Lazy eyes listen
Emirates Airlines announced on Thursday that it will stop flying to Nigeria on September 1, 2022.
The UAE’s flag carrier announced the decision in a statement, blaming it on the inability to repatriate its earnings in foreign exchange from Nigeria.
This comes about three weeks after the airlines asked the Minister of Aviation, Hadi Sirika, to support the repatriation of $85 million in revenue. Nigeria is experiencing a forex crisis, which has caused the country’s local currency, the Naira, to depreciate against the US dollar.
Emirates airline’s Divisional Senior Vice-President (DSVP), International Affairs, Sheik Majid Al Mualla, said in a letter to the minister that the planned reductions in its operations in Nigeria would take effect on August 15, 2022.
It stated that flights at Lagos’ Murtala Muhammed International Airport (MMIA) would be reduced from 11 to seven per week.
“We had no choice but to take this action in order to mitigate the ongoing losses that Emirates is suffering as a result of funds being blocked in Nigeria,” the airline stated.
“As of July 2022, Emirates had US$ 85 million in funds in Nigeria awaiting repatriation.” This figure has been rising by more than $10 million per month as the ongoing operational costs of our 11 weekly flights to Lagos and 5 weekly flights to Abuja continue to mount.”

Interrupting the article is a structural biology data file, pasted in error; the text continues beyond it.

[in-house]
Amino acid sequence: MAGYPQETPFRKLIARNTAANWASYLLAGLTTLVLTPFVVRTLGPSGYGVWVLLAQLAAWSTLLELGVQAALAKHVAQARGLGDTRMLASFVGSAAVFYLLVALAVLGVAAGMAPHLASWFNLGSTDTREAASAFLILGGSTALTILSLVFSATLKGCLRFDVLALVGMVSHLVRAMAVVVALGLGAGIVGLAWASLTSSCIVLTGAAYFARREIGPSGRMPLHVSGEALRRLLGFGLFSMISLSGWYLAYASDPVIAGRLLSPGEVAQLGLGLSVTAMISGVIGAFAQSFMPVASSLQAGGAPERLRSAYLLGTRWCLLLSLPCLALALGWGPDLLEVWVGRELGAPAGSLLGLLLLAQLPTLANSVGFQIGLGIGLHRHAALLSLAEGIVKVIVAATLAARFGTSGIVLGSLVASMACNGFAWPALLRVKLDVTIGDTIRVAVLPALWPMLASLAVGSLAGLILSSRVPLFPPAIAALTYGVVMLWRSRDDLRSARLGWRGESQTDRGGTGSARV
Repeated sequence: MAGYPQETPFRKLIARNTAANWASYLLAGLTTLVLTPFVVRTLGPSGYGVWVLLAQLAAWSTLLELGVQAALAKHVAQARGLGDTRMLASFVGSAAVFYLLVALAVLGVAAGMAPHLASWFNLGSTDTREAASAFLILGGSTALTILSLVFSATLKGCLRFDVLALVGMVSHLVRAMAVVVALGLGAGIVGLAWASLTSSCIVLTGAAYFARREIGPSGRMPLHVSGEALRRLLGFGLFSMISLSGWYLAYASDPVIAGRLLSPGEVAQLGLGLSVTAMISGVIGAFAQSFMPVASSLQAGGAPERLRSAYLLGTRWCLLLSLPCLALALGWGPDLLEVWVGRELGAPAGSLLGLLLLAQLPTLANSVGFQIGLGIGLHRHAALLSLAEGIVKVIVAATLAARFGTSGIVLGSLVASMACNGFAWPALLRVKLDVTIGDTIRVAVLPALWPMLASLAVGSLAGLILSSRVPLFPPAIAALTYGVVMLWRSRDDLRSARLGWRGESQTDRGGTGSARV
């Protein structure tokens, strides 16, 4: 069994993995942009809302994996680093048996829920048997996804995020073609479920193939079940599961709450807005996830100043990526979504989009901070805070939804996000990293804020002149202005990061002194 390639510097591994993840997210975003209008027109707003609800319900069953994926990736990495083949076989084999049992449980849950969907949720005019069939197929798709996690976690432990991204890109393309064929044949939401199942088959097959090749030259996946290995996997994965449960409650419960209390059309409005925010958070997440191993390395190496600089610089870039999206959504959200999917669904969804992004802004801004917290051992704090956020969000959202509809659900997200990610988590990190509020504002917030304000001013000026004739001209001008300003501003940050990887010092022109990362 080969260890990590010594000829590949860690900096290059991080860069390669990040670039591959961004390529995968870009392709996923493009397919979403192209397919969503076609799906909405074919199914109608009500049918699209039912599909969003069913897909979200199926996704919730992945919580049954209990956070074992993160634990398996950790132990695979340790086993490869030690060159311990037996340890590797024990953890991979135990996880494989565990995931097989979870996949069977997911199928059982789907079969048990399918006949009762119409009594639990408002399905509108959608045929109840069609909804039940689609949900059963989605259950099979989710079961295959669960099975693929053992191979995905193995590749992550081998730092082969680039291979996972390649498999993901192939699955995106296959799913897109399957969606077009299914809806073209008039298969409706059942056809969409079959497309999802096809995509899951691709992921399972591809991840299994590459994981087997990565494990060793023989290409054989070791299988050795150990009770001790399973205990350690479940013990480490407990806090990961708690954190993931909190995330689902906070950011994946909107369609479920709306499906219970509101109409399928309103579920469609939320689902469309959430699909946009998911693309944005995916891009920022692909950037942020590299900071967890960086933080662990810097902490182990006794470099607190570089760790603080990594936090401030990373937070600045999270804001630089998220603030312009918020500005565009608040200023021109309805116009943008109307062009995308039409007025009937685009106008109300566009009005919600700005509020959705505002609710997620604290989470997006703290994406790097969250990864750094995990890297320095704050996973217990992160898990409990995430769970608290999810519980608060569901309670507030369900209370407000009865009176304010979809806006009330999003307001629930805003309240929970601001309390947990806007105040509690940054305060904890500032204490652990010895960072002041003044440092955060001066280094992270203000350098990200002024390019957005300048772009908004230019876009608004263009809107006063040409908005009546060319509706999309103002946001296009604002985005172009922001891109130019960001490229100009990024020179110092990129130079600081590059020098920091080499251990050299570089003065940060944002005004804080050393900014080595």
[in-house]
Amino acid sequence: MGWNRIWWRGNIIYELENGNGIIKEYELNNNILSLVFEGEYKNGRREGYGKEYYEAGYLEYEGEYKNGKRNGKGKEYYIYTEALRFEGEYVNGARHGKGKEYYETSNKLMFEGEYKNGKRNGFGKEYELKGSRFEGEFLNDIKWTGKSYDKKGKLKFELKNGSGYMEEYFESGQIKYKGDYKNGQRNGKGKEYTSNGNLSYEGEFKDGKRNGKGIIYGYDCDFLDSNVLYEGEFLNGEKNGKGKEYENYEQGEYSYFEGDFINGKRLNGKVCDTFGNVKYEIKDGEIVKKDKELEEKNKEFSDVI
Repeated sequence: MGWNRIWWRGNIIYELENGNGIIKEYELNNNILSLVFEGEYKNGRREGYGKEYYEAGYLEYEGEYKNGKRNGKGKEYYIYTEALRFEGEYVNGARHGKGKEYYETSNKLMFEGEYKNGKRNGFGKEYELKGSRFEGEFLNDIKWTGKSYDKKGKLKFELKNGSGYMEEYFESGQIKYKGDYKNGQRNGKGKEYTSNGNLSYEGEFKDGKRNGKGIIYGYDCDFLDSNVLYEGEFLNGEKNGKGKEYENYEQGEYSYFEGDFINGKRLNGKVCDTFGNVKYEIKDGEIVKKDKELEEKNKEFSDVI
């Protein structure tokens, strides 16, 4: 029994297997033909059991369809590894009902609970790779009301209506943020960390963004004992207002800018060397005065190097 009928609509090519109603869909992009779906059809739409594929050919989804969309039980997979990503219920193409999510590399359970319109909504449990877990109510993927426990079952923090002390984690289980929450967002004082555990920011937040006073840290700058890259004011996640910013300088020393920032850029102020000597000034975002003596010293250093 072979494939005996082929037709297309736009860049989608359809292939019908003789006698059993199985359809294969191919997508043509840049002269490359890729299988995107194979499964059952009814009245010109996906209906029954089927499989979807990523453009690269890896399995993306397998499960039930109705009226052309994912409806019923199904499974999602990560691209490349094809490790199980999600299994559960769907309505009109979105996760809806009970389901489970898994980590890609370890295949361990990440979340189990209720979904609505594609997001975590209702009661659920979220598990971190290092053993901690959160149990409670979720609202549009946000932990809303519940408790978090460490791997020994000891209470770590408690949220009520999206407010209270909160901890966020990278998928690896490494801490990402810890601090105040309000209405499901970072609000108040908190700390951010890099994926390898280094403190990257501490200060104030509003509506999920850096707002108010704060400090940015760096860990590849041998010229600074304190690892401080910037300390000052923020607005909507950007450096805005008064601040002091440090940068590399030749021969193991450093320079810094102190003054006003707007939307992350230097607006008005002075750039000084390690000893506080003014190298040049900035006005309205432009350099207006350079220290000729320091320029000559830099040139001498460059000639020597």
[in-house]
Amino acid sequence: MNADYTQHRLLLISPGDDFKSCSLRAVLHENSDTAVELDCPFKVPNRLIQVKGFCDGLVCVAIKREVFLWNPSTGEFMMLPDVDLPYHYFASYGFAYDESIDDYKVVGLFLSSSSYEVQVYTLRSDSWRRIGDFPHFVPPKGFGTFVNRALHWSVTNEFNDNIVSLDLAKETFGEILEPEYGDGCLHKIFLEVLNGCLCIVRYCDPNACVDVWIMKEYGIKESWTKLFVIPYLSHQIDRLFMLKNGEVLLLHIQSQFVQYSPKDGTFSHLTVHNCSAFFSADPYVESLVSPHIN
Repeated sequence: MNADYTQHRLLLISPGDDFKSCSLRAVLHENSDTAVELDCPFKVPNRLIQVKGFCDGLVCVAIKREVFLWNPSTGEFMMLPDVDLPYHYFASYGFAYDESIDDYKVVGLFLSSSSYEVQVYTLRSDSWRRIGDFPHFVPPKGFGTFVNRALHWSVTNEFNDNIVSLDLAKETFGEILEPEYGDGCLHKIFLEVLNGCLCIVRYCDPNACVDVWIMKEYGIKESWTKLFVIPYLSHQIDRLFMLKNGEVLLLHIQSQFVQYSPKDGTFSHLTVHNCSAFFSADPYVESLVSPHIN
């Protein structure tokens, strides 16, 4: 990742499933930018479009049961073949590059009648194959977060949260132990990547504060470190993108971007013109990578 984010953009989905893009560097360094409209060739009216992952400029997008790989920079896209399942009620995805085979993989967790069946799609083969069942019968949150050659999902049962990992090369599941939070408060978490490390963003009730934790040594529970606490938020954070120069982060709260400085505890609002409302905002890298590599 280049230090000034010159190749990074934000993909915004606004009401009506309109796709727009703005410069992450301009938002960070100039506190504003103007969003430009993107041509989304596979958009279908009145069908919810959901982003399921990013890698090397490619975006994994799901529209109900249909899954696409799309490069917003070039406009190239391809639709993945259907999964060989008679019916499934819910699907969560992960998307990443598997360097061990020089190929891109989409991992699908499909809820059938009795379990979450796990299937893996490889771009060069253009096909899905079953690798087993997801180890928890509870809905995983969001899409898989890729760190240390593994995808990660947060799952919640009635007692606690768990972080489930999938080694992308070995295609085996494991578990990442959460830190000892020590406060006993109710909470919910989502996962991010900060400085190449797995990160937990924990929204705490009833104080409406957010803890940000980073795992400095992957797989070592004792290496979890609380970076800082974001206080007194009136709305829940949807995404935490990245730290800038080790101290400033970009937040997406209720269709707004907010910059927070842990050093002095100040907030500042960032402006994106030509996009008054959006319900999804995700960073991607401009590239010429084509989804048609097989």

The airline said it cannot continue to operate at its current level “in the face of mounting losses, especially in the challenging post-COVID-19 climate” because the funds are urgently needed to meet its operational costs and maintain the commercial viability of its services to Nigeria.
“Emirates did try to stem the losses by proposing to pay for fuel in Nigeria in Nairas, which would have at least reduced one element of our ongoing costs,” it added, but the supplier denied the request.
“This means that, in addition to Emirates’ revenues, we must send hard currency into Nigeria to sustain our own operations.” Meanwhile, our revenues are unattainable, and we are not even earning credit interest.
“Your Excellency, we have not made this decision lightly.” Indeed, we have made every effort to collaborate with the Central Bank of Nigeria (CBN) to resolve this issue. Our Senior Vice-President met with the CBN’s Deputy Governor in May and followed up with a letter to the Governor the following month, but no positive response was received.
“Meetings were also held in Nigeria with Emirates’ own bank and in collaboration with IATA to discuss improving FX allocation, but with limited success.” Despite our best efforts, the situation continues to worsen. We are now in the unfortunate position of having to reduce flights in order to avoid further losses.”
It also requested assistance from the Nigerian government to address its financial constraints, which were described as a major issue for the airline’s operations.